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Science of Secrecy

The Science of Secrecy is a 5-part Channel 4 series presented by me, which brings to life the hidden history of codes and code breaking. It was first aired in October 2000. Although based on The Code Book, the series has its own specially adapted book tie-in entitled The Science of Secrecy. The series won the Vega Award for science broadcasting in 2001.

Unfortunately, the series is not available on DVD, but clips are available on the free downloadable CD-ROM version of The Code Book.

Since the birth of writing, there has also been the need for secrecy. The story of codes is the story of the brilliant men and women who used mathematics, linguistics, machines, computers, gut instinct, logic and detective work to encrypt and break these secret messages. And, of course, when codes are broken the impact on history can be dramatic.

In each episode of The Science of Secrecy, I tell a story from the history of codes: how Mary Queen of Scots was trapped by her own cipher; how the cracking of the ‘unbreakable’ Vigenère code remained a Victorian secret, hushed up by the British government; how the well-timed cracking of a single encoded telegram altered the course of World War One, and how the mysteries of the Rosetta Stone were revealed, resulting in the decipherment of Egyptian hieroglyphs.

The Science of Secrecy also investigates present day concerns about privacy on the Internet and the invention of so-called public-key cryptography. You can watch the episode about public-key cryptography here.

NB: The Science of Secrecy is my second book on cryptography. My first, called The Code Book, covers similar material to the Science of Secrecy. It is already available in paperback so it is somewhat cheaper.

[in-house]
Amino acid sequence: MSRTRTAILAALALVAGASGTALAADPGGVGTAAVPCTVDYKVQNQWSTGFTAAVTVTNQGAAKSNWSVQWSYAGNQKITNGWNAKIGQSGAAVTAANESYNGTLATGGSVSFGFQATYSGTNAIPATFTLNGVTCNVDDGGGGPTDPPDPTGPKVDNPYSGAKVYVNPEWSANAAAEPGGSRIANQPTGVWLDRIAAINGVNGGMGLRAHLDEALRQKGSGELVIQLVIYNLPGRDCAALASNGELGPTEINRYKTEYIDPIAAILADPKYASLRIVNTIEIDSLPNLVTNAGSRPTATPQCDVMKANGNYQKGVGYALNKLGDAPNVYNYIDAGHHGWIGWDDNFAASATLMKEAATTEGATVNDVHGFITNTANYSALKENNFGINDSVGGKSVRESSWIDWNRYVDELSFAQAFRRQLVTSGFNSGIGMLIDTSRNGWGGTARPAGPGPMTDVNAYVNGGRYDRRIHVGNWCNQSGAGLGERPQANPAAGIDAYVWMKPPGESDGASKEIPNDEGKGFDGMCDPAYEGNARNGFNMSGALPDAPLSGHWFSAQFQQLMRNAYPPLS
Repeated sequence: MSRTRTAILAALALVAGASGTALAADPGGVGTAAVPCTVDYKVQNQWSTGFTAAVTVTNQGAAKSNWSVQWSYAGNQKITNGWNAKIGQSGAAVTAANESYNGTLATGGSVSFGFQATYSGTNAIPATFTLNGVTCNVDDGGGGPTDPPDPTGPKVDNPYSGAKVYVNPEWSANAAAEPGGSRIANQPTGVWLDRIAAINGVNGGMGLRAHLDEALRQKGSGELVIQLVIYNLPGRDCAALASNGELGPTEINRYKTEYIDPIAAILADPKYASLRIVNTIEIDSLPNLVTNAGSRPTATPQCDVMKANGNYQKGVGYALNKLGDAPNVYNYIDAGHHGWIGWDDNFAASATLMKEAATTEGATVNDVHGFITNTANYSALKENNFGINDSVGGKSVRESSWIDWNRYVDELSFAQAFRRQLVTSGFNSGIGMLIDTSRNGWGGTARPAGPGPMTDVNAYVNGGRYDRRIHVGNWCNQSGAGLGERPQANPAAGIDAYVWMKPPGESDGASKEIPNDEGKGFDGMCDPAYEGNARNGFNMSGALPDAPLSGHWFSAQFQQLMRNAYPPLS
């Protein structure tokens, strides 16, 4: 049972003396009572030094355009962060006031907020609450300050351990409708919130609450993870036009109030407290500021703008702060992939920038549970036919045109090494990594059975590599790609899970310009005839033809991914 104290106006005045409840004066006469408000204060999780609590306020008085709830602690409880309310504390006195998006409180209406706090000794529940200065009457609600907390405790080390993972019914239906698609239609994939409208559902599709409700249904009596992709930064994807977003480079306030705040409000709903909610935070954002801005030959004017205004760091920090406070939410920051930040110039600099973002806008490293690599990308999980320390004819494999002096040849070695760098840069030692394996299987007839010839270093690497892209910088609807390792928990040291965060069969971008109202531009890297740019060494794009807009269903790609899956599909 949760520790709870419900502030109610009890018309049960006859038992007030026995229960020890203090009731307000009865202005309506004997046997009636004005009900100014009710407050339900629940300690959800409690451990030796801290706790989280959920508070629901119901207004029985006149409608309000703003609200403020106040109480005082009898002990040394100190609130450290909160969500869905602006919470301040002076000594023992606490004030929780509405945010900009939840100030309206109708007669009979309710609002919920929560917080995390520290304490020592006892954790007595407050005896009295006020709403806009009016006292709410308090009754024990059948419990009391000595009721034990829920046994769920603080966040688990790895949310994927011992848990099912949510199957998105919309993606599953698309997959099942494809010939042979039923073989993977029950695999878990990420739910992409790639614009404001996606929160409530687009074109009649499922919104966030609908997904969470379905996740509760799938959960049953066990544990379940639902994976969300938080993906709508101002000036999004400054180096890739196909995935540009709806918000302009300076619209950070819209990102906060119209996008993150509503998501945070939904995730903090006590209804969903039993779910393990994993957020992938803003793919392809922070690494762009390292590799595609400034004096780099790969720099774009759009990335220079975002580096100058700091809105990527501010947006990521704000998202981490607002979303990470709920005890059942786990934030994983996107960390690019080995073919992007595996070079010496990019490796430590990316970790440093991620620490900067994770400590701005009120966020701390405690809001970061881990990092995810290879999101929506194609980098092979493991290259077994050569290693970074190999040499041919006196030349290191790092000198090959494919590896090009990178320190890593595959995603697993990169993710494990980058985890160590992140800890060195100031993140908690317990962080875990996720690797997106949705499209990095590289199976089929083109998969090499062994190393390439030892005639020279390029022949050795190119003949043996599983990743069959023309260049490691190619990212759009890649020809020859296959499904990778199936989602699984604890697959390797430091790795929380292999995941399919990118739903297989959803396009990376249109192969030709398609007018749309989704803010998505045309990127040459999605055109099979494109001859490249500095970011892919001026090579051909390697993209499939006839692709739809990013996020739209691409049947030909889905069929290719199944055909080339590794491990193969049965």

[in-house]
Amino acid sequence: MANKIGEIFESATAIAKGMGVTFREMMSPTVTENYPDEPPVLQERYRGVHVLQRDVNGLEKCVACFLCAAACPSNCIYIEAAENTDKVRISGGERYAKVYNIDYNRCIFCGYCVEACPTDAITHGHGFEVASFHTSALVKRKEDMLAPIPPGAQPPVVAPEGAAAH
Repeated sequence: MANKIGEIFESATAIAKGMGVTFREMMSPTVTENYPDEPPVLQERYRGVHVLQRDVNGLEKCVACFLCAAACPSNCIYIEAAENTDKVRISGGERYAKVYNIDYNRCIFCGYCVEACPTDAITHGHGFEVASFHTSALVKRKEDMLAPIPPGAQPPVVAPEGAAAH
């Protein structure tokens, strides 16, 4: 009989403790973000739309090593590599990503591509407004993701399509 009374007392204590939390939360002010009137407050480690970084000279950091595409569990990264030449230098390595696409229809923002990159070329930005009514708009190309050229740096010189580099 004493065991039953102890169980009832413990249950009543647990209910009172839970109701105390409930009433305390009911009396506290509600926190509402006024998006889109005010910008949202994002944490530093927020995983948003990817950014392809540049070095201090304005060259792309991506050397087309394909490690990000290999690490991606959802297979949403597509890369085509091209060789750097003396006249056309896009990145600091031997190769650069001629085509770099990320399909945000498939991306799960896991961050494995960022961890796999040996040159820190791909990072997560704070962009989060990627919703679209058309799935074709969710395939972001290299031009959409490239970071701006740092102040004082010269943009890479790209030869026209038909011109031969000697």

Science of Secrecy wins Vega Award

According to the organisers, “The Vega Awards were designed to showcase those producing the very best in scientific broadcasting, with an emphasis on scientific content.”

The judges commenting on The Science of Secrecy said: “A lucid and well thought through explanation of a potentially dry subject made not only highly entertaining but also educational. This programme has won the Vega Main Prize partly because basic mathematical concepts involved in modern approaches to safeguarding information were well explained wherever possible. Another reason is the fact that the key personalities involved were creatively interviewed and their story told within a fascinating subplot in which the efforts of the British mathematicians, who found the solution, were veiled in secrecy whereas the US mathematicians who solved it 5 years later have gone on to found a multi-billion dollar company to exploit its value on the Internet.”